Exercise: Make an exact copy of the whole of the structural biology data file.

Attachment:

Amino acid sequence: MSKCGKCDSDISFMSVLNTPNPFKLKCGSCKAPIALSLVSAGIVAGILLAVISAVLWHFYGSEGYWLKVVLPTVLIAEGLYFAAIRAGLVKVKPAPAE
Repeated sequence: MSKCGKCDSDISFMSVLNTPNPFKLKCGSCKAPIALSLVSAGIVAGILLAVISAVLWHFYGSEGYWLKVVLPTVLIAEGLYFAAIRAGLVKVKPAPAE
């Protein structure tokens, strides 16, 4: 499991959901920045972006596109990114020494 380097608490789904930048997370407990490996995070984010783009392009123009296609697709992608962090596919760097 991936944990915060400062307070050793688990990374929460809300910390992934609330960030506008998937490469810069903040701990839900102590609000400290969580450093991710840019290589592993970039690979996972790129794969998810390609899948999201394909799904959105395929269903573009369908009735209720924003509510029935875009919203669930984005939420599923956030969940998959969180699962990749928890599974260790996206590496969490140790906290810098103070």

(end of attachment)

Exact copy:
Amino acid sequence: MSKCGKCDSDISFMSVLNTPNPFKLKCGSCKAPIALSLVSAGIVAGILLAVISAVLWHFYGSEGYWLKVVLPTVLIAEGLYFAAIRAGLVKVKPAPAE
Repeated sequence: MSKCGKCDSDISFMSVLNTPNPFKLKCGSCKAPIALSLVSAGIVAGILLAVISAVLWHFYGSEGYWLKVVLPTVLIAEGLYFAAIRAGLVKVKPAPAE
């Protein structure tokens, strides 16, 4: 499991959901920045972006596109990114020494 380097608490789904930048997370407990490996995070984010783009392009123009296609697709992608962090596919760097 991936944990915060400062307070050793688990990374929460809300910390992934609330960030506008998937490469810069903040701990839900102590609000400290969580450093991710840019290589592993970039690979996972790129794969998810390609899948999201394909799904959105395929269903573009369908009735209720924003509510029935875009919203669930984005939420599923956030969940998959969180699962990749928890599974260790996206590496969490140790906290810098103070």